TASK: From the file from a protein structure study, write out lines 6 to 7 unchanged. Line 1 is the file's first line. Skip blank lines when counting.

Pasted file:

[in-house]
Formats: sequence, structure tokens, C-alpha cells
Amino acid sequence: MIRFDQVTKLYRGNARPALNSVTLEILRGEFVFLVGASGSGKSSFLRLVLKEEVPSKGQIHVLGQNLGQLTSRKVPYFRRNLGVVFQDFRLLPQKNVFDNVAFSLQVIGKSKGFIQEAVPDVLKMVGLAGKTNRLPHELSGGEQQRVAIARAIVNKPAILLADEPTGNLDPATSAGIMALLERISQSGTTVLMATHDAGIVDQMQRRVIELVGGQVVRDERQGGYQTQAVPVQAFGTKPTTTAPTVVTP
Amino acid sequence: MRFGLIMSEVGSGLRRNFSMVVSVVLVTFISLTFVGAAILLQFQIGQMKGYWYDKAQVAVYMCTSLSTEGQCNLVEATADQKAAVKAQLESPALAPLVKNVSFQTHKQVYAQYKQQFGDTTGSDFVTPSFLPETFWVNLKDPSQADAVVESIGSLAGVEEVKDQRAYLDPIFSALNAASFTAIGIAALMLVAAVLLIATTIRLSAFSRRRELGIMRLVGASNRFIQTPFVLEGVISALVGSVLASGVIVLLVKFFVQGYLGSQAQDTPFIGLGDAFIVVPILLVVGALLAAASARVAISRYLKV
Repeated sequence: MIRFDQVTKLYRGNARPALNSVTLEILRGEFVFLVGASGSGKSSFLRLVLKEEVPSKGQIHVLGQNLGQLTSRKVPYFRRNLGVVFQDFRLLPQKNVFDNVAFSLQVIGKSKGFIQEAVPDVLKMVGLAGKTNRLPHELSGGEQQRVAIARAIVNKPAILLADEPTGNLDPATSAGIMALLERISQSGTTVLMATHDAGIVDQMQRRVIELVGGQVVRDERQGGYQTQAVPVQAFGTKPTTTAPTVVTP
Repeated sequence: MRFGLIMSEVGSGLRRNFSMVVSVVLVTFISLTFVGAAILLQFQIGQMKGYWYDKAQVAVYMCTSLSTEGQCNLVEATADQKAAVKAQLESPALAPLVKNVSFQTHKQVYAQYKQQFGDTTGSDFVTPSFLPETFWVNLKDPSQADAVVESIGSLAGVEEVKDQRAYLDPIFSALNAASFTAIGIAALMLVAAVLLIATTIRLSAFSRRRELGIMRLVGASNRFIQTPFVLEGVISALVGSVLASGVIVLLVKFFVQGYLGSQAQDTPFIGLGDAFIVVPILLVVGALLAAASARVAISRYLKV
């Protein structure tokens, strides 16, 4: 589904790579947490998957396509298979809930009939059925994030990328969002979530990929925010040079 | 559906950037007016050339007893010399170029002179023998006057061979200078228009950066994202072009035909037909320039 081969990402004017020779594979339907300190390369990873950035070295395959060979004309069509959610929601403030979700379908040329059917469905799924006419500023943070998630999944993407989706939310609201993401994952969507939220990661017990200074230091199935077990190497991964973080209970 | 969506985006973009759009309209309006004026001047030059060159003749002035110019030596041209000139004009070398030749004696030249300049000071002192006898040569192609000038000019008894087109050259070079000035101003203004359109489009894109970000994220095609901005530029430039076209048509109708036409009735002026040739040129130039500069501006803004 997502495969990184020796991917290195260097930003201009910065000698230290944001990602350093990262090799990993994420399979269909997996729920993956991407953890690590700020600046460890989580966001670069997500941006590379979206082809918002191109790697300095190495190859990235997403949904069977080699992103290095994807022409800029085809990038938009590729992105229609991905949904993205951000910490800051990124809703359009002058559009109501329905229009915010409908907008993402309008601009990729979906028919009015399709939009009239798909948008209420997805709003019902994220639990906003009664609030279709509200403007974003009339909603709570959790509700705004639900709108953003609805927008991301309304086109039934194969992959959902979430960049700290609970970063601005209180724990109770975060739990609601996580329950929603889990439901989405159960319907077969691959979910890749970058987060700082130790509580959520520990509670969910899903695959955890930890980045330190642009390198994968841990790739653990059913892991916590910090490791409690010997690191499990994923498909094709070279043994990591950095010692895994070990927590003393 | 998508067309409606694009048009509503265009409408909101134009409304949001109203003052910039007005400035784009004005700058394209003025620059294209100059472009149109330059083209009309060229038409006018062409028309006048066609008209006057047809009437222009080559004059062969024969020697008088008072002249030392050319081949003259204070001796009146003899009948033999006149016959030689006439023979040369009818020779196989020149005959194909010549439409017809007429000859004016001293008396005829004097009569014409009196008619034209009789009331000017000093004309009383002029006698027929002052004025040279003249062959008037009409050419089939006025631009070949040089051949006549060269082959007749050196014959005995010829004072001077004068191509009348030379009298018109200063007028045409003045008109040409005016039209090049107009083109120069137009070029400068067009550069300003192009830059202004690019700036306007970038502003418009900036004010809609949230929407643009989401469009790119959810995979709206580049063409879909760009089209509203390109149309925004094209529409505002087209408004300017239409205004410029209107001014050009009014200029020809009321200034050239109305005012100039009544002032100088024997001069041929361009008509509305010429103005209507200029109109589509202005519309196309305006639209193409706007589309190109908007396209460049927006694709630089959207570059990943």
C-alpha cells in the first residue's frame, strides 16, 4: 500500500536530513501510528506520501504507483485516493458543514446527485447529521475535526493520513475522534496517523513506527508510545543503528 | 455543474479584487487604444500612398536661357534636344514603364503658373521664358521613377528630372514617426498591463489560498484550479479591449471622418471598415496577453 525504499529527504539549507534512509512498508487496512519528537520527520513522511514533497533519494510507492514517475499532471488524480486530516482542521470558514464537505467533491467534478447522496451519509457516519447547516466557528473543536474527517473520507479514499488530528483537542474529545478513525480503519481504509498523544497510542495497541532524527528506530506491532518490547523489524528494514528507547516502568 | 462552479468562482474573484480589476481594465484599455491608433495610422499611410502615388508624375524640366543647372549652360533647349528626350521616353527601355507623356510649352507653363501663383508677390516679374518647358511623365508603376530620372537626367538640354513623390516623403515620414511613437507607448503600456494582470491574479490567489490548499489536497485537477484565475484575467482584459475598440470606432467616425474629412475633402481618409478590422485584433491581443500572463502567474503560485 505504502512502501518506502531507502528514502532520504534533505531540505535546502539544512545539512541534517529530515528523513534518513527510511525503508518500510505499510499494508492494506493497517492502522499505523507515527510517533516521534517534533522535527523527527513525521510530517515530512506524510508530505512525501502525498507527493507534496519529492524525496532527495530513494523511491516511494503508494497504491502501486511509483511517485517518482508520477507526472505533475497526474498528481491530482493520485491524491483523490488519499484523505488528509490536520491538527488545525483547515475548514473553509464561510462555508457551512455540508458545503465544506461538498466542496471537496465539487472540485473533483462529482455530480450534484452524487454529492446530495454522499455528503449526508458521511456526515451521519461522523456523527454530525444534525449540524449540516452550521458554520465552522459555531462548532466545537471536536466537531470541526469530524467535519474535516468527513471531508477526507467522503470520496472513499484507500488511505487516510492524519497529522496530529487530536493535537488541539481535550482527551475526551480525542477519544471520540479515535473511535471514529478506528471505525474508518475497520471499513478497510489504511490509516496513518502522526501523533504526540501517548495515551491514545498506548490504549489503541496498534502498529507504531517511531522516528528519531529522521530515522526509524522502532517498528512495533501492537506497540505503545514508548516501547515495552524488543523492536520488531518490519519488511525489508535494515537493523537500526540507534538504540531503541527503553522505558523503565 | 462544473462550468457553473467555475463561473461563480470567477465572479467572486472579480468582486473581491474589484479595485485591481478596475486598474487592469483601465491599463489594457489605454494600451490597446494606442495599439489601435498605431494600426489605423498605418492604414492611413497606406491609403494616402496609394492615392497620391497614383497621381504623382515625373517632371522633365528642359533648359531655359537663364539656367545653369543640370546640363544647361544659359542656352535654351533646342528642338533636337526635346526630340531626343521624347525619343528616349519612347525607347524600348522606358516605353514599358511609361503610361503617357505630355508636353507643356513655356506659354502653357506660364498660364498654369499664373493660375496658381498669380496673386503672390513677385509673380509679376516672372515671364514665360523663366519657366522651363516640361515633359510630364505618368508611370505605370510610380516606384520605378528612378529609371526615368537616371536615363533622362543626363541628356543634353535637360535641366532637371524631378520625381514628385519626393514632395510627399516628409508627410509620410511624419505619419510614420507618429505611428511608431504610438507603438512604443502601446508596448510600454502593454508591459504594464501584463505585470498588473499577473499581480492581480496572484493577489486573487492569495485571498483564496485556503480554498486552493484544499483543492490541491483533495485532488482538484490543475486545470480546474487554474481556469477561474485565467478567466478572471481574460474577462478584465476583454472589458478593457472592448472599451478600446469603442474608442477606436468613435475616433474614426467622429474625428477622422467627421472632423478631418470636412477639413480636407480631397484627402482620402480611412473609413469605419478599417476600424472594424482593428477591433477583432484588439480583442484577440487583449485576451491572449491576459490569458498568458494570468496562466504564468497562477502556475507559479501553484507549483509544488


Repeated sequence: MRFGLIMSEVGSGLRRNFSMVVSVVLVTFISLTFVGAAILLQFQIGQMKGYWYDKAQVAVYMCTSLSTEGQCNLVEATADQKAAVKAQLESPALAPLVKNVSFQTHKQVYAQYKQQFGDTTGSDFVTPSFLPETFWVNLKDPSQADAVVESIGSLAGVEEVKDQRAYLDPIFSALNAASFTAIGIAALMLVAAVLLIATTIRLSAFSRRRELGIMRLVGASNRFIQTPFVLEGVISALVGSVLASGVIVLLVKFFVQGYLGSQAQDTPFIGLGDAFIVVPILLVVGALLAAASARVAISRYLKV
């Protein structure tokens, strides 16, 4: 589904790579947490998957396509298979809930009939059925994030990328969002979530990929925010040079 | 559906950037007016050339007893010399170029002179023998006057061979200078228009950066994202072009035909037909320039 081969990402004017020779594979339907300190390369990873950035070295395959060979004309069509959610929601403030979700379908040329059917469905799924006419500023943070998630999944993407989706939310609201993401994952969507939220990661017990200074230091199935077990190497991964973080209970 | 969506985006973009759009309209309006004026001047030059060159003749002035110019030596041209000139004009070398030749004696030249300049000071002192006898040569192609000038000019008894087109050259070079000035101003203004359109489009894109970000994220095609901005530029430039076209048509109708036409009735002026040739040129130039500069501006803004 997502495969990184020796991917290195260097930003201009910065000698230290944001990602350093990262090799990993994420399979269909997996729920993956991407953890690590700020600046460890989580966001670069997500941006590379979206082809918002191109790697300095190495190859990235997403949904069977080699992103290095994807022409800029085809990038938009590729992105229609991905949904993205951000910490800051990124809703359009002058559009109501329905229009915010409908907008993402309008601009990729979906028919009015399709939009009239798909948008209420997805709003019902994220639990906003009664609030279709509200403007974003009339909603709570959790509700705004639900709108953003609805927008991301309304086109039934194969992959959902979430960049700290609970970063601005209180724990109770975060739990609601996580329950929603889990439901989405159960319907077969691959979910890749970058987060700082130790509580959520520990509670969910899903695959955890930890980045330190642009390198994968841990790739653990059913892991916590910090490791409690010997690191499990994923498909094709070279043994990591950095010692895994070990927590003393 | 998508067309409606694009048009509503265009409408909101134009409304949001109203003052910039007005400035784009004005700058394209003025620059294209100059472009149109330059083209009309060229038409006018062409028309006048066609008209006057047809009437222009080559004059062969024969020697008088008072002249030392050319081949003259204070001796009146003899009948033999006149016959030689006439023979040369009818020779196989020149005959194909010549439409017809007429000859004016001293008396005829004097009569014409009196008619034209009789009331000017000093004309009383002029006698027929002052004025040279003249062959008037009409050419089939006025631009070949040089051949006549060269082959007749050196014959005995010829004072001077004068191509009348030379009298018109200063007028045409003045008109040409005016039209090049107009083109120069137009070029400068067009550069300003192009830059202004690019700036306007970038502003418009900036004010809609949230929407643009989401469009790119959810995979709206580049063409879909760009089209509203390109149309925004094209529409505002087209408004300017239409205004410029209107001014050009009014200029020809009321200034050239109305005012100039009544002032100088024997001069041929361009008509509305010429103005209507200029109109589509202005519309196309305006639209193409706007589309190109908007396209460049927006694709630089959207570059990943």